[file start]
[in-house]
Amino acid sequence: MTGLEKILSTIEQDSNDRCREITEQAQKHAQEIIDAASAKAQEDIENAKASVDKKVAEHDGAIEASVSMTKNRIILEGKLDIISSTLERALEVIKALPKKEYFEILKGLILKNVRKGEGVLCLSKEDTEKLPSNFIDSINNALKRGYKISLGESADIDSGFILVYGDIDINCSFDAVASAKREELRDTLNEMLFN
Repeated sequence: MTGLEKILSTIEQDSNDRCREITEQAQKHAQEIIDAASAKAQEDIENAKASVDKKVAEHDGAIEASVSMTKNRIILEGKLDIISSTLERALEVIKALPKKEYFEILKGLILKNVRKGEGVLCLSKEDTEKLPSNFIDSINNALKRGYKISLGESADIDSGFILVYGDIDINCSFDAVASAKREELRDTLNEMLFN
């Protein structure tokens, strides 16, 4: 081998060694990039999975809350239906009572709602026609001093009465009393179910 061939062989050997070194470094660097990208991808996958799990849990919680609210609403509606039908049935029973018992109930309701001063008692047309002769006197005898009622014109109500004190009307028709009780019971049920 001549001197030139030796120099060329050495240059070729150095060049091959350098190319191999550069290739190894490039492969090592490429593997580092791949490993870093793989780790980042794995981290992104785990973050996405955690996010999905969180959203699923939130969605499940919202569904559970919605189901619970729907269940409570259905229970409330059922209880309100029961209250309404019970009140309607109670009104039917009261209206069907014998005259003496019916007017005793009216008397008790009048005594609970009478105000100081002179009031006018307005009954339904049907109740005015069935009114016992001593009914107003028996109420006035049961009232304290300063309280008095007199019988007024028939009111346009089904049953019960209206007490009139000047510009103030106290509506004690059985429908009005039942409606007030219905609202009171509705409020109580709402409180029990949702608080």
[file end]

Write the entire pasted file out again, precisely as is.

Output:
[in-house]
Amino acid sequence: MTGLEKILSTIEQDSNDRCREITEQAQKHAQEIIDAASAKAQEDIENAKASVDKKVAEHDGAIEASVSMTKNRIILEGKLDIISSTLERALEVIKALPKKEYFEILKGLILKNVRKGEGVLCLSKEDTEKLPSNFIDSINNALKRGYKISLGESADIDSGFILVYGDIDINCSFDAVASAKREELRDTLNEMLFN
Repeated sequence: MTGLEKILSTIEQDSNDRCREITEQAQKHAQEIIDAASAKAQEDIENAKASVDKKVAEHDGAIEASVSMTKNRIILEGKLDIISSTLERALEVIKALPKKEYFEILKGLILKNVRKGEGVLCLSKEDTEKLPSNFIDSINNALKRGYKISLGESADIDSGFILVYGDIDINCSFDAVASAKREELRDTLNEMLFN
């Protein structure tokens, strides 16, 4: 081998060694990039999975809350239906009572709602026609001093009465009393179910 061939062989050997070194470094660097990208991808996958799990849990919680609210609403509606039908049935029973018992109930309701001063008692047309002769006197005898009622014109109500004190009307028709009780019971049920 001549001197030139030796120099060329050495240059070729150095060049091959350098190319191999550069290739190894490039492969090592490429593997580092791949490993870093793989780790980042794995981290992104785990973050996405955690996010999905969180959203699923939130969605499940919202569904559970919605189901619970729907269940409570259905229970409330059922209880309100029961209250309404019970009140309607109670009104039917009261209206069907014998005259003496019916007017005793009216008397008790009048005594609970009478105000100081002179009031006018307005009954339904049907109740005015069935009114016992001593009914107003028996109420006035049961009232304290300063309280008095007199019988007024028939009111346009089904049953019960209206007490009139000047510009103030106290509506004690059985429908009005039942409606007030219905609202009171509705409020109580709402409180029990949702608080």